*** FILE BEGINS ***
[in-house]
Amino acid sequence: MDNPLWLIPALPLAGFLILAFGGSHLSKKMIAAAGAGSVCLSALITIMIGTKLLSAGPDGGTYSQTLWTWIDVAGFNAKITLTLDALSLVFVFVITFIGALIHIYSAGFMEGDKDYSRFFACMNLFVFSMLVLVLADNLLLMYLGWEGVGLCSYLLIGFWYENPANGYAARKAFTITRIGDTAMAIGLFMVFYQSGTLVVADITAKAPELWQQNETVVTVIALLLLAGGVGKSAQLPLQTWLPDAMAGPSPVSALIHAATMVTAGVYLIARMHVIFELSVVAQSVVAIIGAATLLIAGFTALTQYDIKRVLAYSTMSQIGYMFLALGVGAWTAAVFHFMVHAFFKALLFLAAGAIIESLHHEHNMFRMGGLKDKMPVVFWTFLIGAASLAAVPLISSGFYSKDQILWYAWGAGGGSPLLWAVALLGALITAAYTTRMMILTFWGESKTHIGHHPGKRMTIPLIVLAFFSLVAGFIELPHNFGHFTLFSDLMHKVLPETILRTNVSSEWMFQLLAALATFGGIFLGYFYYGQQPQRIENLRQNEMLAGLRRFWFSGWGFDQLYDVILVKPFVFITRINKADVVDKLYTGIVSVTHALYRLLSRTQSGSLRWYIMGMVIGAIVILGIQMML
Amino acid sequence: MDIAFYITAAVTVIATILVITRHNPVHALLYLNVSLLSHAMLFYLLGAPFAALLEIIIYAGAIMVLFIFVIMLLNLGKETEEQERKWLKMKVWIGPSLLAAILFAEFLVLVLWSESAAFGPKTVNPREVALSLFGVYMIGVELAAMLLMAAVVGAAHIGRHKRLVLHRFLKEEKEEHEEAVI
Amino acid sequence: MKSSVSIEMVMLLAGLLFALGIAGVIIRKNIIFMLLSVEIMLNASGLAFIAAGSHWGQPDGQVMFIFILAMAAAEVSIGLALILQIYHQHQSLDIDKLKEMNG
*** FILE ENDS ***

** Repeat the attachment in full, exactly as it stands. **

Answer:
[in-house]
Amino acid sequence: MDNPLWLIPALPLAGFLILAFGGSHLSKKMIAAAGAGSVCLSALITIMIGTKLLSAGPDGGTYSQTLWTWIDVAGFNAKITLTLDALSLVFVFVITFIGALIHIYSAGFMEGDKDYSRFFACMNLFVFSMLVLVLADNLLLMYLGWEGVGLCSYLLIGFWYENPANGYAARKAFTITRIGDTAMAIGLFMVFYQSGTLVVADITAKAPELWQQNETVVTVIALLLLAGGVGKSAQLPLQTWLPDAMAGPSPVSALIHAATMVTAGVYLIARMHVIFELSVVAQSVVAIIGAATLLIAGFTALTQYDIKRVLAYSTMSQIGYMFLALGVGAWTAAVFHFMVHAFFKALLFLAAGAIIESLHHEHNMFRMGGLKDKMPVVFWTFLIGAASLAAVPLISSGFYSKDQILWYAWGAGGGSPLLWAVALLGALITAAYTTRMMILTFWGESKTHIGHHPGKRMTIPLIVLAFFSLVAGFIELPHNFGHFTLFSDLMHKVLPETILRTNVSSEWMFQLLAALATFGGIFLGYFYYGQQPQRIENLRQNEMLAGLRRFWFSGWGFDQLYDVILVKPFVFITRINKADVVDKLYTGIVSVTHALYRLLSRTQSGSLRWYIMGMVIGAIVILGIQMML
Amino acid sequence: MDIAFYITAAVTVIATILVITRHNPVHALLYLNVSLLSHAMLFYLLGAPFAALLEIIIYAGAIMVLFIFVIMLLNLGKETEEQERKWLKMKVWIGPSLLAAILFAEFLVLVLWSESAAFGPKTVNPREVALSLFGVYMIGVELAAMLLMAAVVGAAHIGRHKRLVLHRFLKEEKEEHEEAVI
Amino acid sequence: MKSSVSIEMVMLLAGLLFALGIAGVIIRKNIIFMLLSVEIMLNASGLAFIAAGSHWGQPDGQVMFIFILAMAAAEVSIGLALILQIYHQHQSLDIDKLKEMNG